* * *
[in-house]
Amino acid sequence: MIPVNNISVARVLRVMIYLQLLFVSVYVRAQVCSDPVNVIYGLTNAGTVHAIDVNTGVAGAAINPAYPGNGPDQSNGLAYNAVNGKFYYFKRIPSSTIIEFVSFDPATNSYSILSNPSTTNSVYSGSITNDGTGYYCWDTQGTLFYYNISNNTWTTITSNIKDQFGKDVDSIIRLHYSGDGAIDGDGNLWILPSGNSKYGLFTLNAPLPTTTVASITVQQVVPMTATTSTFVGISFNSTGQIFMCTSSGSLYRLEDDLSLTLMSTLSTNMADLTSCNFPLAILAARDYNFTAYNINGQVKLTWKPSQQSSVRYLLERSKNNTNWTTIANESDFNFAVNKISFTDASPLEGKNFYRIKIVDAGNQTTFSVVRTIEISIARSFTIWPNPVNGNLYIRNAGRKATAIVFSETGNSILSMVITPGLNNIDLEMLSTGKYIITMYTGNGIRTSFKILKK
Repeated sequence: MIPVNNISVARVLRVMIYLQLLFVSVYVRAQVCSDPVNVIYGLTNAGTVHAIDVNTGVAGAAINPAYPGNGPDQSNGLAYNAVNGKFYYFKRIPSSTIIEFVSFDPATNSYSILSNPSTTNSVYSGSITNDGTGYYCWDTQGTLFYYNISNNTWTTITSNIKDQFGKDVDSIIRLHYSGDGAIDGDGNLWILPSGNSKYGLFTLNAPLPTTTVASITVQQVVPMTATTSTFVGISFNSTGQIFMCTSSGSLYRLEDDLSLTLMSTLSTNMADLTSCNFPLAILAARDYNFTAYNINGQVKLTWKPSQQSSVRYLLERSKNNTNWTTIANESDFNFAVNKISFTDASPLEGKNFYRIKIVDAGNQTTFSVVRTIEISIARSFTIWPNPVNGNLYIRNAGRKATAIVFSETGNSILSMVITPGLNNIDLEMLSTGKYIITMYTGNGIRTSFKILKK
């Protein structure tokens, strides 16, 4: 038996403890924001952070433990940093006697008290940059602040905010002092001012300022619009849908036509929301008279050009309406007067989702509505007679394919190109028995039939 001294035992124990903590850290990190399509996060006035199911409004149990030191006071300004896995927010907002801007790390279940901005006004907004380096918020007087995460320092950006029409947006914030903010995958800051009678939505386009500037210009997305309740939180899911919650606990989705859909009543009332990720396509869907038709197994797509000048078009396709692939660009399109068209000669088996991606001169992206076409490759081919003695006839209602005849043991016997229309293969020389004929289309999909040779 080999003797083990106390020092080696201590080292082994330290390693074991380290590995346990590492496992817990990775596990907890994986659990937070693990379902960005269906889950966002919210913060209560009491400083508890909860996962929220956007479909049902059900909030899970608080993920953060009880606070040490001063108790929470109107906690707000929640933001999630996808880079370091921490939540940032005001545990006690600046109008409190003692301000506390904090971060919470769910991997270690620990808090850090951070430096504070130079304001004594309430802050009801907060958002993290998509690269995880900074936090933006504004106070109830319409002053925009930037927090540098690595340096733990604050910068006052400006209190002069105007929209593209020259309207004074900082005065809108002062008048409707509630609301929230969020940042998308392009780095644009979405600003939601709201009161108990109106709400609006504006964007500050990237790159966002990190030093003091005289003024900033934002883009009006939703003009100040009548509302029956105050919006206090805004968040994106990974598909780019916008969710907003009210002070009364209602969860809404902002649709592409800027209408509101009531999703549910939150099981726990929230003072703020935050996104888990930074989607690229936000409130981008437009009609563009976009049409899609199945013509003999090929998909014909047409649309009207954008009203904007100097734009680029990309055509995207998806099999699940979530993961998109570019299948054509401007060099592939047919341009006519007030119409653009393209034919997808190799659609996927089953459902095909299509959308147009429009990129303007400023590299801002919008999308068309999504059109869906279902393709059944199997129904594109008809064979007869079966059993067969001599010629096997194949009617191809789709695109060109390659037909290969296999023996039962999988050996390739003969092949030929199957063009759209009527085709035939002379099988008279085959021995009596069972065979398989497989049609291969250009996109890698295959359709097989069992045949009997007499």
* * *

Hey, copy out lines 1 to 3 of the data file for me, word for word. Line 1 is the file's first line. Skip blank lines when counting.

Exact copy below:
[in-house]
Amino acid sequence: MIPVNNISVARVLRVMIYLQLLFVSVYVRAQVCSDPVNVIYGLTNAGTVHAIDVNTGVAGAAINPAYPGNGPDQSNGLAYNAVNGKFYYFKRIPSSTIIEFVSFDPATNSYSILSNPSTTNSVYSGSITNDGTGYYCWDTQGTLFYYNISNNTWTTITSNIKDQFGKDVDSIIRLHYSGDGAIDGDGNLWILPSGNSKYGLFTLNAPLPTTTVASITVQQVVPMTATTSTFVGISFNSTGQIFMCTSSGSLYRLEDDLSLTLMSTLSTNMADLTSCNFPLAILAARDYNFTAYNINGQVKLTWKPSQQSSVRYLLERSKNNTNWTTIANESDFNFAVNKISFTDASPLEGKNFYRIKIVDAGNQTTFSVVRTIEISIARSFTIWPNPVNGNLYIRNAGRKATAIVFSETGNSILSMVITPGLNNIDLEMLSTGKYIITMYTGNGIRTSFKILKK
Repeated sequence: MIPVNNISVARVLRVMIYLQLLFVSVYVRAQVCSDPVNVIYGLTNAGTVHAIDVNTGVAGAAINPAYPGNGPDQSNGLAYNAVNGKFYYFKRIPSSTIIEFVSFDPATNSYSILSNPSTTNSVYSGSITNDGTGYYCWDTQGTLFYYNISNNTWTTITSNIKDQFGKDVDSIIRLHYSGDGAIDGDGNLWILPSGNSKYGLFTLNAPLPTTTVASITVQQVVPMTATTSTFVGISFNSTGQIFMCTSSGSLYRLEDDLSLTLMSTLSTNMADLTSCNFPLAILAARDYNFTAYNINGQVKLTWKPSQQSSVRYLLERSKNNTNWTTIANESDFNFAVNKISFTDASPLEGKNFYRIKIVDAGNQTTFSVVRTIEISIARSFTIWPNPVNGNLYIRNAGRKATAIVFSETGNSILSMVITPGLNNIDLEMLSTGKYIITMYTGNGIRTSFKILKK